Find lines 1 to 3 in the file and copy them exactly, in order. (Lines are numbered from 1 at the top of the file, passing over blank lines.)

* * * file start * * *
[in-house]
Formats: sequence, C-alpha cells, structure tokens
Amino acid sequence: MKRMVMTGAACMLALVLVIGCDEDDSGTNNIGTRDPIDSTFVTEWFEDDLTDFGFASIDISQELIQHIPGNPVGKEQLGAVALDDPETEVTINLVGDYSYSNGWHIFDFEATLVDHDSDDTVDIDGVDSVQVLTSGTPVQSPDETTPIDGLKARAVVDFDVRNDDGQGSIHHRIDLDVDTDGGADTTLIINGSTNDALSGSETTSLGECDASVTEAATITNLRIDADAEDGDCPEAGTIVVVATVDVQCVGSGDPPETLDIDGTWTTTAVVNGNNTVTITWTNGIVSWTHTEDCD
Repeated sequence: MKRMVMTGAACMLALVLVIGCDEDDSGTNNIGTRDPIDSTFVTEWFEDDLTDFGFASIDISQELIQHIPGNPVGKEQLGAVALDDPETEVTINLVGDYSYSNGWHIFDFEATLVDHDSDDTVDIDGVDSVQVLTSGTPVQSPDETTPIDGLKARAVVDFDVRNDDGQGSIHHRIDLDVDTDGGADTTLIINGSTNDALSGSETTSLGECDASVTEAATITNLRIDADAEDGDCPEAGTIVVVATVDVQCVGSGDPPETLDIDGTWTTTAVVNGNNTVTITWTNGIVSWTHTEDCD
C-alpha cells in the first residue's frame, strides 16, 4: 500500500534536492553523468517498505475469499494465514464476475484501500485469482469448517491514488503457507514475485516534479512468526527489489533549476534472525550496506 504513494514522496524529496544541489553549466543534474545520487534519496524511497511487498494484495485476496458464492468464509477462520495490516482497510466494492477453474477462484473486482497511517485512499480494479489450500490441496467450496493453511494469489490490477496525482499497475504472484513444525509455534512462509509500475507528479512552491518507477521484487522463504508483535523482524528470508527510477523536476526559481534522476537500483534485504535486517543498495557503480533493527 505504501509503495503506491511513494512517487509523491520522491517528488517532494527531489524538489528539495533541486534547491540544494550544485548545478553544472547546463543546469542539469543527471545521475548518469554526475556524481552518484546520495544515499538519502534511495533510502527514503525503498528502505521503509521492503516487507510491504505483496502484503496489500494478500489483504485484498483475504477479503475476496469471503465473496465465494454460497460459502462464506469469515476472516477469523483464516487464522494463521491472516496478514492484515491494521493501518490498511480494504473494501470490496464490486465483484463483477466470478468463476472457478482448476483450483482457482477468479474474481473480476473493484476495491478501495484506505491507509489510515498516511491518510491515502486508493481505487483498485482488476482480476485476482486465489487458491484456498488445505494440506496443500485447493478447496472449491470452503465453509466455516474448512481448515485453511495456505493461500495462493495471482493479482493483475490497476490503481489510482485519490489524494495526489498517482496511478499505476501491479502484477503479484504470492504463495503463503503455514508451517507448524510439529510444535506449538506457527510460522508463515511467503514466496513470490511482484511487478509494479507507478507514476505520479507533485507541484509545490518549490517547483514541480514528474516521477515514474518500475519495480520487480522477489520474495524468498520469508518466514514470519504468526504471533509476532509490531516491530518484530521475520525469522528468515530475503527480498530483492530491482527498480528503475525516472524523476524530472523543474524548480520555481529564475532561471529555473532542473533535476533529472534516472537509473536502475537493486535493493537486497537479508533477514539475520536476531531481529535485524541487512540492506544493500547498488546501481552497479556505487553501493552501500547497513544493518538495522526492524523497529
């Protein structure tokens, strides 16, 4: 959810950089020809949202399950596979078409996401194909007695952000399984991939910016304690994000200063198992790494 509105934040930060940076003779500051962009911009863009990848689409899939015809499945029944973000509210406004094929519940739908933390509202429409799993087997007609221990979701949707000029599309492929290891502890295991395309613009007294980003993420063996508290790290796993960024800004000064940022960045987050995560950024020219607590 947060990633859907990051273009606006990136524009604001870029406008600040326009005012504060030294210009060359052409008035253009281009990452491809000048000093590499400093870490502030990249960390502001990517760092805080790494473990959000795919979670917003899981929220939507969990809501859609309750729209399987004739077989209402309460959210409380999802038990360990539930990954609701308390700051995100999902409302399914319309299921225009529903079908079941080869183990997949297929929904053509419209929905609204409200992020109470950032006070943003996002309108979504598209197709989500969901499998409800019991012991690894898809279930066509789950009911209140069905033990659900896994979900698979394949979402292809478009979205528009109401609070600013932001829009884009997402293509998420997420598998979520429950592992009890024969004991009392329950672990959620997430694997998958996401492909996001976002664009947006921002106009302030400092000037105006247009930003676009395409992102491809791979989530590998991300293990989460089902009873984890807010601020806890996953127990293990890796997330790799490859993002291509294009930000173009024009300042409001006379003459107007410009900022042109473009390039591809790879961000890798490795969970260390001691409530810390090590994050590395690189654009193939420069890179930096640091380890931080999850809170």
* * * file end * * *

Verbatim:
[in-house]
Formats: sequence, C-alpha cells, structure tokens
Amino acid sequence: MKRMVMTGAACMLALVLVIGCDEDDSGTNNIGTRDPIDSTFVTEWFEDDLTDFGFASIDISQELIQHIPGNPVGKEQLGAVALDDPETEVTINLVGDYSYSNGWHIFDFEATLVDHDSDDTVDIDGVDSVQVLTSGTPVQSPDETTPIDGLKARAVVDFDVRNDDGQGSIHHRIDLDVDTDGGADTTLIINGSTNDALSGSETTSLGECDASVTEAATITNLRIDADAEDGDCPEAGTIVVVATVDVQCVGSGDPPETLDIDGTWTTTAVVNGNNTVTITWTNGIVSWTHTEDCD